University of Washington students chip in a portion of their fees to fund environmental projects that make the campus more sustainable.
From a student-run farm to fix-it-yourself bike stations around campus, students at the University of Washington have taken a campaign to increase environmental sustainability in new directions over the past two years.
On Friday, during the school’s annual Earth Day ceremony, the UW will celebrate its environmental efforts as part of HuskyFest, a three-day celebration marking the 150th anniversary of the university’s founding.
Last year, Sierra Magazine — the magazine of the Sierra Club — rated the UW the most environmentally friendly school in the country. The UW scored well on the 10-page questionnaire for getting its electricity from a renewable source (hydropower), but it was also helped by its student-led examination of campus life and efforts to make the school more sustainable, said Avital Andrews, the lifestyle editor of Sierra Magazine.
Students created a Campus Sustainability Fund two years ago, after more than 5,000 students signed a petition asking that a small portion of student fees be used for environmental projects.
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The program awards between $300,000 and $350,000 a year to student-designed projects. The money represents about 2.5 percent of the $118-per-quarter student fee.
In the last year, students have used the money for a variety of projects, including increasing the size of the student-run UW Farm by an acre, boosting campus recycling efforts, and creating five fix-it-yourself bike stations around campus where cyclists can go to tighten a bolt or fix a flat.
In the next year, the fund will be used to create a living “green wall” of plants on the side of Gould Hall, build a bioswale to filter pollutants from stormwater running off a parking lot, and begin composting on the UW campus. Currently, all compost materials are trucked off to a Cedar Grove composting facility.
More than 75 colleges and universities have student-supported green funds, but Jamie Rowe, the Campus Sustainability Fund coordinator at the UW, said Washington’s is one of the largest. It’s also unique because the money pays for student-designed projects, rather than for carbon offsets, which is what most college green funds are used for.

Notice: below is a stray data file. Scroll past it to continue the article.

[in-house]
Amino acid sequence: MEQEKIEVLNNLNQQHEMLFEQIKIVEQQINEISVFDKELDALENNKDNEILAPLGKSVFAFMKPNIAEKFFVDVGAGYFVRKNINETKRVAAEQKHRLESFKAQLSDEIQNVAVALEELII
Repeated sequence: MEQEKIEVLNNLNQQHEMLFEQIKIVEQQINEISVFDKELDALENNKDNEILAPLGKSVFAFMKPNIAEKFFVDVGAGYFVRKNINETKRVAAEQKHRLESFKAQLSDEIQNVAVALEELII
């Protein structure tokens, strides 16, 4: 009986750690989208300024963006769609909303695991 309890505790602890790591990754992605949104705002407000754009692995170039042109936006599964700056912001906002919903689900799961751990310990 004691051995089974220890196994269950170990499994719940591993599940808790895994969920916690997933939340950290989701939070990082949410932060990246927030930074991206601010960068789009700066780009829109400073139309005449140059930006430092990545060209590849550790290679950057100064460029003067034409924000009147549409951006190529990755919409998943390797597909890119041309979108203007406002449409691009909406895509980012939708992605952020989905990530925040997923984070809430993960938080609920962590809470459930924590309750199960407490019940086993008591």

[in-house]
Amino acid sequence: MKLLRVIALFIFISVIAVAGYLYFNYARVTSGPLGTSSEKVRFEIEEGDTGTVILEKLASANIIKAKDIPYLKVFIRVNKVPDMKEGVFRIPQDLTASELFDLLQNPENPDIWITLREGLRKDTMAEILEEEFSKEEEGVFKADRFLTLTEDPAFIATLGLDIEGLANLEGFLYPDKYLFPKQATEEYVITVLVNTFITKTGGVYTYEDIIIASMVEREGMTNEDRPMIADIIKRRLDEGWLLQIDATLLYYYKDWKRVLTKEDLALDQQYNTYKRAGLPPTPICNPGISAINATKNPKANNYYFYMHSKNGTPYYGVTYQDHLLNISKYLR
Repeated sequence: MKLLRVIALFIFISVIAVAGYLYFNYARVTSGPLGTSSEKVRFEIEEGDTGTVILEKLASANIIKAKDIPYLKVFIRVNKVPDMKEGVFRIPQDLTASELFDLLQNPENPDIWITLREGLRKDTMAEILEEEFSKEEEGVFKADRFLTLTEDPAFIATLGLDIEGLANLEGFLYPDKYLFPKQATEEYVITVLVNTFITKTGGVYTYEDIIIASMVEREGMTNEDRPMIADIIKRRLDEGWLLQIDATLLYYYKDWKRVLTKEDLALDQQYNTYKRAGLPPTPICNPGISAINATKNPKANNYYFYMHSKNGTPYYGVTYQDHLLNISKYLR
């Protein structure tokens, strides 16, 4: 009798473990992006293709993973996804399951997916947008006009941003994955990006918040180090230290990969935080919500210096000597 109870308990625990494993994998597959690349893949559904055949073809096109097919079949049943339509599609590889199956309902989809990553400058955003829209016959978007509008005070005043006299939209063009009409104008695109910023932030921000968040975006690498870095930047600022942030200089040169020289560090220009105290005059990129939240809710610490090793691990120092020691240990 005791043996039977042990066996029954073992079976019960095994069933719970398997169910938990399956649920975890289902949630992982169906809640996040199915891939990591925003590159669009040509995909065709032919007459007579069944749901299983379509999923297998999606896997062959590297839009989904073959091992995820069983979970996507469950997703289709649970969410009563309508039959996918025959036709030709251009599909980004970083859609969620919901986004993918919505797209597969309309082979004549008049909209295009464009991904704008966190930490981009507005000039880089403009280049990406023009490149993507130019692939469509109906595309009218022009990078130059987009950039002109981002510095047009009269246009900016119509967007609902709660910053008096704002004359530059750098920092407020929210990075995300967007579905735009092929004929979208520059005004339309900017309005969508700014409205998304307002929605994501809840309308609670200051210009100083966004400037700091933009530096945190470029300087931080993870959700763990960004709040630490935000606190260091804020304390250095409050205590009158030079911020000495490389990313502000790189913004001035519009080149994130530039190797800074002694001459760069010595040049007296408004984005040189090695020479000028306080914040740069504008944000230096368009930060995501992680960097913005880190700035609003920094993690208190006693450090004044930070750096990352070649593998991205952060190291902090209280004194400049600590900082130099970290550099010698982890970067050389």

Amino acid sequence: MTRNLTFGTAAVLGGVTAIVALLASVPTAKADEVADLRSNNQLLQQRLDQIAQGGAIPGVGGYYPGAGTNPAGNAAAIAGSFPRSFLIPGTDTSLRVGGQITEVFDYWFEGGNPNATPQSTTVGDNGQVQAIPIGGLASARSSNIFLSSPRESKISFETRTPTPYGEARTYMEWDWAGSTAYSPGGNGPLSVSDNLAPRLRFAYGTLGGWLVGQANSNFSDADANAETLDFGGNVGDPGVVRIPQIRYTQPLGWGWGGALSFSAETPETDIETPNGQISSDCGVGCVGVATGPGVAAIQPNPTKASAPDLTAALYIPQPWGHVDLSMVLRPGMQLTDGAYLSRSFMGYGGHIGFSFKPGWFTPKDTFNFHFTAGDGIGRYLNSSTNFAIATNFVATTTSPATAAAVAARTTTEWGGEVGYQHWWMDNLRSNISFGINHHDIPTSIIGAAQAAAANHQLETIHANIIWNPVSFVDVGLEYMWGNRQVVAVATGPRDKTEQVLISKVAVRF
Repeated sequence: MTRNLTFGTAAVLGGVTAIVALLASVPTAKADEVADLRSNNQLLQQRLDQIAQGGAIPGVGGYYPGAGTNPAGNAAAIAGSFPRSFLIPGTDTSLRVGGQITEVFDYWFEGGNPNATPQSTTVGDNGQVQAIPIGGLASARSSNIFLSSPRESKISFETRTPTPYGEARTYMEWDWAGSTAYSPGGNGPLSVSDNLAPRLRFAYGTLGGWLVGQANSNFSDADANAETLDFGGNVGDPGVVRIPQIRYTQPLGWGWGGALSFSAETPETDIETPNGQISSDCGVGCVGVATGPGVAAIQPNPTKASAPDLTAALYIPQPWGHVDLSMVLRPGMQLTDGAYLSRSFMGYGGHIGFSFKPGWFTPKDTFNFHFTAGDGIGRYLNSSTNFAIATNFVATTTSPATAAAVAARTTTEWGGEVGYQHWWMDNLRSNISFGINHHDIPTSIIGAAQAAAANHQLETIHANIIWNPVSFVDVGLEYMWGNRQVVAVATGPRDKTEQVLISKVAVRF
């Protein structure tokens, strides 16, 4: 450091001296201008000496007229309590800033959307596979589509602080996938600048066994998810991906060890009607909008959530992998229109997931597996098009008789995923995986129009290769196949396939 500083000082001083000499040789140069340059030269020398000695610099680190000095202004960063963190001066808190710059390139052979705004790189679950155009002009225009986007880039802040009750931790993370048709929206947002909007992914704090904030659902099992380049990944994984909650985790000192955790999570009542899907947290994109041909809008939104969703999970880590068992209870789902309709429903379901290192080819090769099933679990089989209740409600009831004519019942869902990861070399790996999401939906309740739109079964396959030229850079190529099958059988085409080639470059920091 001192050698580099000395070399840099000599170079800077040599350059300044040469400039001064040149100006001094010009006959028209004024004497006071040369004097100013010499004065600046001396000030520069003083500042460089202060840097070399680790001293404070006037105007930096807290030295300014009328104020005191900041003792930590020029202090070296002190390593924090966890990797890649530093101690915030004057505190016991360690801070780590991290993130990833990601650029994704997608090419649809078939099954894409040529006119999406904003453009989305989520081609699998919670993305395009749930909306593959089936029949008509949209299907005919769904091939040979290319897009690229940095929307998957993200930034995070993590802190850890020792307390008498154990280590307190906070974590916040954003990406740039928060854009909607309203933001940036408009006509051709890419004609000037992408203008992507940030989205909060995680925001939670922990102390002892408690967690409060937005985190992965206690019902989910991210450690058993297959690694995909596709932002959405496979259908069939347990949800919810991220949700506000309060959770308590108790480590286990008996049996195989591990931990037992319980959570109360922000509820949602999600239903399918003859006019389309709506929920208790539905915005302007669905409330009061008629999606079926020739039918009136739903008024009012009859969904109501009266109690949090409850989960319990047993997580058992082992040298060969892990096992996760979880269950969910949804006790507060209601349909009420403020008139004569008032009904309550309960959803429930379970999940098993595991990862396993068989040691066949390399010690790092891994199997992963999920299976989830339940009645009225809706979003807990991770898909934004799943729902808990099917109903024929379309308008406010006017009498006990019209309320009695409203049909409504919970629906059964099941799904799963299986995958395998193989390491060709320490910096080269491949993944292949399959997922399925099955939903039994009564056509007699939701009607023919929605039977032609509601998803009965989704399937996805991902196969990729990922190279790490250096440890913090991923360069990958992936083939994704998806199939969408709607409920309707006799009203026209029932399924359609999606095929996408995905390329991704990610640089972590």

“One of the most exciting things about working here is the breadth of the projects, and how connected it makes the campus,” said Rowe, who is a graduate student in the Evans School of Public Affairs. For example, the bioswale project includes engineering and design students working with the grounds-maintenance department to create the bioswales.
“It’s research blending with passion, making the campus more sustainable,” she said.
Katie Stultz, a senior who was part of the campaign to create the sustainability fund in 2009, said the program has allowed students to develop leadership skills and learn how to work with the school’s bureaucracy to make projects happen, even when red tape threatens to trip up a good idea.
“What it’s done for the university is to put students into offices, into places on campus where they’ve never been seen before,” she said.
Later this year, students will raise a “green wall” — a flat frame holding soil to grow native plants — against the concrete wall of Gould Hall. Students will also grow a “green screen” of hops and kiwi vines along one side of the building and will use water collected from the roof and stored in cisterns to irrigate the wall.
“It’s a sustainability billboard of sorts, and a huge learning opportunity,” said student Leann Andrews of the $86,500 project. More than 40 students, faculty and staff members are involved.
Green walls turn vertical surfaces into habitat for birds and insects, while helping insulate a building, and providing noise attenuation and air filtration. There aren’t many green walls around Seattle, Andrews said.
“We’ve done green roofs, and now everybody gets it — green walls are the next thing,” she said.
The sustainability fund also awarded an $80,000 grant to the UW Farm, located near Husky Stadium, allowing it to expand by an acre. Some of the vegetables grown there will be sold to student housing and food services.
Environmental sustainability “is kind of a new measure of prestige,” said Andrews, of Sierra Magazine. “High-school students look for good sports programs, a good social life and now they’re looking for a good green bottom line.”
Katherine Long: 206-464-2219 or firstname.lastname@example.org. On Twitter @katherinelong.